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Nevernight is definitely one of the best books I’ve read this year so far, and I’d thoroughly recommend that any fantasy lover reads it. It’s released on the 11th August in the UK and the 9th August in the US!

A Court of Mist and Fury – Sarah J Maas

• this review will be spoiler-free •

from the blurb:
Feyre is immortal. After rescuing her lover Tamlin from a wicked Faerie Queen, she returns to the Spring Court possessing the powers of the High Fae. But Feyre cannot forget the terrible deeds she performed to save Tamlin’s people – nor the bargain she made with Rhysand, High Lord of the feared Night Court. 

As Feyre is drawn ever deeper into Rhysand’s dark web of politics and passion, war is looming and an evil far greater than any queen threatens to destroy everything Feyre has fought for. She must confront her past, embrace her girls and decide her fate. 

“I wonder if some part of me knew what was waiting for me. That I would never be a gentle grower of things, or someone who burned like fire – but that I would be quiet and enduring and as faceted as the night. That I would have beauty, for those who knew where to look, and if people didn’t bother to look, but only to fear it… Then I didn’t particularly care for them, anyway. I wonder if, even in my despair and hopelessness, I was never truly alone. I wonder if I was looking for this place – looking for you all.”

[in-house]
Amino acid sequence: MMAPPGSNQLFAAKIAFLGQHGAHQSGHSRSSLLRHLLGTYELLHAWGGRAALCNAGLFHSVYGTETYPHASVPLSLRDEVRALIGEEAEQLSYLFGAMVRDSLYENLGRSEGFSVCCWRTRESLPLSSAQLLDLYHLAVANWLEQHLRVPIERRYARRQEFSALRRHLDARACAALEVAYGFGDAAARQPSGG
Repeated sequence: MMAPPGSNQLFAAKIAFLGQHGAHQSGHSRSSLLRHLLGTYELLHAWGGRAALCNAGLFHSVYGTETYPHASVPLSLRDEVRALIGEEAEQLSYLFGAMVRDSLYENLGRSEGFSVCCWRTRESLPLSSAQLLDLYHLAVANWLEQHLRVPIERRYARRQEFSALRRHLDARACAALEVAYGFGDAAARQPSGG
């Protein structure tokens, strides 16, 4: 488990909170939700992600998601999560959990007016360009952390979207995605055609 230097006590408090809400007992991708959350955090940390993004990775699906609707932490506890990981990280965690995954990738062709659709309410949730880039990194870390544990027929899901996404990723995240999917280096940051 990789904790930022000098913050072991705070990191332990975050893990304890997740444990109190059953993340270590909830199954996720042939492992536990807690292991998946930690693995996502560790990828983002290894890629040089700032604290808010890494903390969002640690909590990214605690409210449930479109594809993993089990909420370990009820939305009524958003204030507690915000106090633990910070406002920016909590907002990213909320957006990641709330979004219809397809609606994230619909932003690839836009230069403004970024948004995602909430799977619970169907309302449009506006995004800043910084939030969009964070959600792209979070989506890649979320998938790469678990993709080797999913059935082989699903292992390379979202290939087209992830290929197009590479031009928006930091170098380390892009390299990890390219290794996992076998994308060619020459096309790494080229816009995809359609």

I’ve been looking forward to reading this book ever since I finished A Court of Thorns and Roses. In fact, I was so desperate for it that when the copy I’d ordered didn’t arrive on time, I went straight to town and bought a new copy (which happened to be a signed copy, so for once, I won’t begrudge my impatience!) 
This book as a whole was a strong, addictive piece of writing – something that I’ve come to expect from Sarah J Maas. When it was announced that this would be a reselling of the story of Hades and Persephone, I think a lot of fans worked out what (or who) that meant that this book would feature a lot of. ACOMAF explores some new areas of Prythian as well as expanding on old characters and introducing new ones – almost all of whom I loved, especially Mor. As with ACOTAR, the majority of the action was definitely in the last third of the book, and once again this irritated me slightly but has also left me anticipating the final book in the series. Looking back, this middle section definitely had a lot of important character and relationship building parts, and I’m so glad that they were included.